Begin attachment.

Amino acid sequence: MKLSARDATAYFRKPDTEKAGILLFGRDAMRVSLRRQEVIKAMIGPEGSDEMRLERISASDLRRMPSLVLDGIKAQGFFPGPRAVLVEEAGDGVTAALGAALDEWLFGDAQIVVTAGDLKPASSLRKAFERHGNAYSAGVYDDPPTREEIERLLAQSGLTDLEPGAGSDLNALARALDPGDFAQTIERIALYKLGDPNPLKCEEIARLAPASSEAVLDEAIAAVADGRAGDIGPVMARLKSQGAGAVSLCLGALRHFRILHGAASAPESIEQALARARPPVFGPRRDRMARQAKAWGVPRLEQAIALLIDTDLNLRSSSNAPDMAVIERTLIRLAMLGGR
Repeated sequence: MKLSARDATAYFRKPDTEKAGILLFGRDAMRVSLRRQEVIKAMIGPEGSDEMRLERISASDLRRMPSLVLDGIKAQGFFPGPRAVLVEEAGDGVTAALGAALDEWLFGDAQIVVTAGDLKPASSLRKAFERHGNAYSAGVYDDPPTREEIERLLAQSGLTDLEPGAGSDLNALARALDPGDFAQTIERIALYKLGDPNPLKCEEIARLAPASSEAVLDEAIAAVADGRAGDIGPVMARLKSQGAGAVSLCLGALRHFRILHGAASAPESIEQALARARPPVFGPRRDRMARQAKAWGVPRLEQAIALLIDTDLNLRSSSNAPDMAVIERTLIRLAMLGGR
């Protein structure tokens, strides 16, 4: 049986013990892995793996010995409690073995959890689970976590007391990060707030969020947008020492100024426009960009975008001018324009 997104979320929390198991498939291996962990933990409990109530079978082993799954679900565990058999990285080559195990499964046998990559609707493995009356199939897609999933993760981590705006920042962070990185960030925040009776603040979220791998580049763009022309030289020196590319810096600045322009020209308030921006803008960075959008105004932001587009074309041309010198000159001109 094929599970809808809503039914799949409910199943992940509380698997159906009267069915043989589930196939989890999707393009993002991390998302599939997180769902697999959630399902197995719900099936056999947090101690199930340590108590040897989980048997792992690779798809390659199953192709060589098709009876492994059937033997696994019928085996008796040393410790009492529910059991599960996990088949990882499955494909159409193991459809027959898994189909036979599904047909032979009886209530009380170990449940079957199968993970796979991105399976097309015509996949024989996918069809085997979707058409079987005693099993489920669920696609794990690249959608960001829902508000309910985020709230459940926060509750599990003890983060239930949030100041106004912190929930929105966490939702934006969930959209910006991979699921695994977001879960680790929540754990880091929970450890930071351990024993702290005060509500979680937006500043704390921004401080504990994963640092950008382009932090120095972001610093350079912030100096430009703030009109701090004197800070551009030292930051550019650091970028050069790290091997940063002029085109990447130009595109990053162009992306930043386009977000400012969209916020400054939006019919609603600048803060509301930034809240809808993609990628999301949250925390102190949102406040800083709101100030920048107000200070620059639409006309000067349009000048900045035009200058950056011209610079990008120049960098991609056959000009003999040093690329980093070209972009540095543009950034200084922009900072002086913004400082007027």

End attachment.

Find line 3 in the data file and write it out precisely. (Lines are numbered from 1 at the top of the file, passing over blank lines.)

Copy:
């Protein structure tokens, strides 16, 4: 049986013990892995793996010995409690073995959890689970976590007391990060707030969020947008020492100024426009960009975008001018324009 997104979320929390198991498939291996962990933990409990109530079978082993799954679900565990058999990285080559195990499964046998990559609707493995009356199939897609999933993760981590705006920042962070990185960030925040009776603040979220791998580049763009022309030289020196590319810096600045322009020209308030921006803008960075959008105004932001587009074309041309010198000159001109 094929599970809808809503039914799949409910199943992940509380698997159906009267069915043989589930196939989890999707393009993002991390998302599939997180769902697999959630399902197995719900099936056999947090101690199930340590108590040897989980048997792992690779798809390659199953192709060589098709009876492994059937033997696994019928085996008796040393410790009492529910059991599960996990088949990882499955494909159409193991459809027959898994189909036979599904047909032979009886209530009380170990449940079957199968993970796979991105399976097309015509996949024989996918069809085997979707058409079987005693099993489920669920696609794990690249959608960001829902508000309910985020709230459940926060509750599990003890983060239930949030100041106004912190929930929105966490939702934006969930959209910006991979699921695994977001879960680790929540754990880091929970450890930071351990024993702290005060509500979680937006500043704390921004401080504990994963640092950008382009932090120095972001610093350079912030100096430009703030009109701090004197800070551009030292930051550019650091970028050069790290091997940063002029085109990447130009595109990053162009992306930043386009977000400012969209916020400054939006019919609603600048803060509301930034809240809808993609990628999301949250925390102190949102406040800083709101100030920048107000200070620059639409006309000067349009000048900045035009200058950056011209610079990008120049960098991609056959000009003999040093690329980093070209972009540095543009950034200084922009900072002086913004400082007027």